My third point is on competence. Financial institutions must focus on continuous skill upgrading within the industry. The strong market performance in the past decade has allowed many players to expand their operations, sometimes at the expense of training. The need for a high level of competence is even more acute given current challenges in the financial sector.  Financial sector professionals who have learnt their skills during the boom years may now need a very different skill-set to manage risks brought about by this unprecedented financial crisis.

This market slowdown could present a good opportunity to invest in skills upgrading. MAS has encouraged efforts in this area through enhancement of our funding schemes for training. For example, we have recently increased the funding support for qualifying training programmes under the Financial Training Scheme (FTS).

Long Term Potential of Asia
Amidst the challenging market conditions, it is worth reiterating the long-term growth potential of Asia. Although economic growth in Asia is expected to slow in the immediate term, from 6% in 2008 to 3% in 20091, the region is still expected to outperform the global economy. The macroeconomic and financial fundamentals of Asian economies remain generally sound, unlike during the Asian Financial Crisis. In the mid-to-long term, Asia's share of global GDP is expected to rise from 24% in 2008 to 30% in 20182. Asia will thus continue to provide strong growth opportunities and geographical diversification benefits for investors.  This makes the region an increasingly important source of asset and income base. Financial sector players who are able to get their fundamentals right and stay engaged in this region, will find themselves in good stead for the upturn in Asia.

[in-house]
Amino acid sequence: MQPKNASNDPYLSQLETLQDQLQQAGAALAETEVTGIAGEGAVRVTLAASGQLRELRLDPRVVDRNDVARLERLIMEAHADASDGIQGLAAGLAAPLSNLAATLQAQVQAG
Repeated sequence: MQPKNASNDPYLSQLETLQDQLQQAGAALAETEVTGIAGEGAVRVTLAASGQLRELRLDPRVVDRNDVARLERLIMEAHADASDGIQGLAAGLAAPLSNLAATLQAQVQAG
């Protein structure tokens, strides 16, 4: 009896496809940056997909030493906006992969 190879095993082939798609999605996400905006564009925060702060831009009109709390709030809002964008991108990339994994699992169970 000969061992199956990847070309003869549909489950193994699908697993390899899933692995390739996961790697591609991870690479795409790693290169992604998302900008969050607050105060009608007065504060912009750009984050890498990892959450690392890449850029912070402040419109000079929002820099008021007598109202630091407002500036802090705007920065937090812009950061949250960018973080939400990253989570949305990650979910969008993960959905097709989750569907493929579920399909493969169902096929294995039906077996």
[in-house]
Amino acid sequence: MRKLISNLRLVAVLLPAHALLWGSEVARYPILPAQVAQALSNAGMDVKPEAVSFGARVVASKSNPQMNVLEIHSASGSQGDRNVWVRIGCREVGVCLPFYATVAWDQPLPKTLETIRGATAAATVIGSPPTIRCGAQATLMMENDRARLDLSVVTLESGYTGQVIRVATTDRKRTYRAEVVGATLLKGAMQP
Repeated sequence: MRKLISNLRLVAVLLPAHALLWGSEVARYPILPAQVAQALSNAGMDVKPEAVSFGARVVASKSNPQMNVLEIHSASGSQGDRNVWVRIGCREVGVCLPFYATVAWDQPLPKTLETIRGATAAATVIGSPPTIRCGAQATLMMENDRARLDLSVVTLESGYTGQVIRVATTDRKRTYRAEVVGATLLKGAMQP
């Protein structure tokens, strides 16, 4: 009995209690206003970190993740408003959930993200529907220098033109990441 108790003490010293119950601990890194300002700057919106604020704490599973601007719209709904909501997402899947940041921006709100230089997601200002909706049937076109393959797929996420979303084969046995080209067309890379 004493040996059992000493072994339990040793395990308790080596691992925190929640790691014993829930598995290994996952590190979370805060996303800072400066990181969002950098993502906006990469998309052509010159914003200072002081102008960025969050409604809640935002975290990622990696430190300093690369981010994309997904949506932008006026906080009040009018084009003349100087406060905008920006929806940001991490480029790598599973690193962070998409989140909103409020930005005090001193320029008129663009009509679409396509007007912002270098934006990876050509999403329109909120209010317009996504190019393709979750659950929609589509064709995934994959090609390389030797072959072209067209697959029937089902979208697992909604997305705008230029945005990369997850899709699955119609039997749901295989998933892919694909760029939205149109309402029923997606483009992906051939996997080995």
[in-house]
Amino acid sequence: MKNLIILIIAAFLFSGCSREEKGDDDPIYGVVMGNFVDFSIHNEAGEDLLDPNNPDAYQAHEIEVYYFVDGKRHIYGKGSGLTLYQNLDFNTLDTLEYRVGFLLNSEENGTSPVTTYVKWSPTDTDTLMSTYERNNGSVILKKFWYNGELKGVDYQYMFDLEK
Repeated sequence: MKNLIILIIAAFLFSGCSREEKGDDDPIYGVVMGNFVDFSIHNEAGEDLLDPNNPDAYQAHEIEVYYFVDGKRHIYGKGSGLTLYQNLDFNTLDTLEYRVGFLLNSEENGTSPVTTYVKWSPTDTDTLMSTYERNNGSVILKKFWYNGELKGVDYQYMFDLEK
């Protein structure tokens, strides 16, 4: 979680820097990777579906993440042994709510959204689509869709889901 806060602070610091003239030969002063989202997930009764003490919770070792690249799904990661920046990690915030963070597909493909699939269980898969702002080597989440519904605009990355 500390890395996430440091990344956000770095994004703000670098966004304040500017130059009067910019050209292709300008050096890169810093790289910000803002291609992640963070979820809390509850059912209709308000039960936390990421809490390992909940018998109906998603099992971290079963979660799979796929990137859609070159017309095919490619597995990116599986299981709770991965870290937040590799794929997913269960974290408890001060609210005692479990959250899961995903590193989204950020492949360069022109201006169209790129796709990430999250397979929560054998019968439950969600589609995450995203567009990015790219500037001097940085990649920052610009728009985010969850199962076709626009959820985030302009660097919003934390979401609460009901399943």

Conclusion
The success of Singapore as a financial centre can be traced to our strong fundamentals. We have always been built on a strong and progressive supervisory regime, coupled with a highly reputable legal and corporate governance framework. These qualities have attracted international recognition. Recently, we were also ranked first in corporate governance standards in Asia by The World Economic Forum's Global Competitiveness Report. Fitch affirmed Singapore's 'AAA' sovereign rating last week. The City of London's Global Financial Centre Index ranked Singapore the most competitive financial centre in Asia, and third globally, after London and New York.

As a trusted and sovereign country, investors are attracted by the socio-political stability and strong economic fundamentals that Singapore offers. These are even more important attributes given this uncertain environment. Together with our long-term strategy of building a pro-business and competitive financial centre, we are confident that Singapore is well positioned to emerge stronger from this crisis.

In conclusion, let me wish all of you much insightful discussions over these two days of the conference. Thank you.